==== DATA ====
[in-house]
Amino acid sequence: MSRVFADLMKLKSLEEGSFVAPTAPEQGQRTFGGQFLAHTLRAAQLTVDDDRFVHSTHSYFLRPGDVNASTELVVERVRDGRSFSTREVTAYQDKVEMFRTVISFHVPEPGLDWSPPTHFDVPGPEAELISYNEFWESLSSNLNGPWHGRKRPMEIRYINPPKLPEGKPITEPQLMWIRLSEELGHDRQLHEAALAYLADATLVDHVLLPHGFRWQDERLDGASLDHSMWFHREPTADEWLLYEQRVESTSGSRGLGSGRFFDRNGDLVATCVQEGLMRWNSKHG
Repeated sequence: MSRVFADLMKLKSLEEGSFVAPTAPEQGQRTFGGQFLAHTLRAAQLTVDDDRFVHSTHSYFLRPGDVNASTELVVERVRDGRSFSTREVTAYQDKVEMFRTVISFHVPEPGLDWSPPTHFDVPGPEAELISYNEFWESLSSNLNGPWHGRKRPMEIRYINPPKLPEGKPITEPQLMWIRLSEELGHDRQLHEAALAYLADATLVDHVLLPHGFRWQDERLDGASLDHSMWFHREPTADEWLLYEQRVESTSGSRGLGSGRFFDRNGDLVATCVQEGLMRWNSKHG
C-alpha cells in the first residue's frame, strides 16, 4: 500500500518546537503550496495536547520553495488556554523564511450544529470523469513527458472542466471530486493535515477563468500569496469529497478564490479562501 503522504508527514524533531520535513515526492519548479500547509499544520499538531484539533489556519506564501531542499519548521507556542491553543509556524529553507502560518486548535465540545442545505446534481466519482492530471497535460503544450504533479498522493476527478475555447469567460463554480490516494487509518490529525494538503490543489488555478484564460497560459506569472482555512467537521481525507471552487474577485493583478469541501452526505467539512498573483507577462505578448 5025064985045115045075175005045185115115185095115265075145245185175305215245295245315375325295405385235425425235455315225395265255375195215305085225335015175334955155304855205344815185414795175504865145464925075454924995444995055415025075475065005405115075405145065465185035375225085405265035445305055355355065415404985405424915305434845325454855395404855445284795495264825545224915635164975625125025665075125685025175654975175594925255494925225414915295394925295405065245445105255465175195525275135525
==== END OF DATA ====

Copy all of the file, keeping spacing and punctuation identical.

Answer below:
[in-house]
Amino acid sequence: MSRVFADLMKLKSLEEGSFVAPTAPEQGQRTFGGQFLAHTLRAAQLTVDDDRFVHSTHSYFLRPGDVNASTELVVERVRDGRSFSTREVTAYQDKVEMFRTVISFHVPEPGLDWSPPTHFDVPGPEAELISYNEFWESLSSNLNGPWHGRKRPMEIRYINPPKLPEGKPITEPQLMWIRLSEELGHDRQLHEAALAYLADATLVDHVLLPHGFRWQDERLDGASLDHSMWFHREPTADEWLLYEQRVESTSGSRGLGSGRFFDRNGDLVATCVQEGLMRWNSKHG
Repeated sequence: MSRVFADLMKLKSLEEGSFVAPTAPEQGQRTFGGQFLAHTLRAAQLTVDDDRFVHSTHSYFLRPGDVNASTELVVERVRDGRSFSTREVTAYQDKVEMFRTVISFHVPEPGLDWSPPTHFDVPGPEAELISYNEFWESLSSNLNGPWHGRKRPMEIRYINPPKLPEGKPITEPQLMWIRLSEELGHDRQLHEAALAYLADATLVDHVLLPHGFRWQDERLDGASLDHSMWFHREPTADEWLLYEQRVESTSGSRGLGSGRFFDRNGDLVATCVQEGLMRWNSKHG
C-alpha cells in the first residue's frame, strides 16, 4: 500500500518546537503550496495536547520553495488556554523564511450544529470523469513527458472542466471530486493535515477563468500569496469529497478564490479562501 503522504508527514524533531520535513515526492519548479500547509499544520499538531484539533489556519506564501531542499519548521507556542491553543509556524529553507502560518486548535465540545442545505446534481466519482492530471497535460503544450504533479498522493476527478475555447469567460463554480490516494487509518490529525494538503490543489488555478484564460497560459506569472482555512467537521481525507471552487474577485493583478469541501452526505467539512498573483507577462505578448 5025064985045115045075175005045185115115185095115265075145245185175305215245295245315375325295405385235425425235455315225395265255375195215305085225335015175334955155304855205344815185414795175504865145464925075454924995444995055415025075475065005405115075405145065465185035375225085405265035445305055355355065415404985405424915305434845325454855395404855445284795495264825545224915635164975625125025665075125685025175654975175594925255494925225414915295394925295405065245445105255465175195525275135525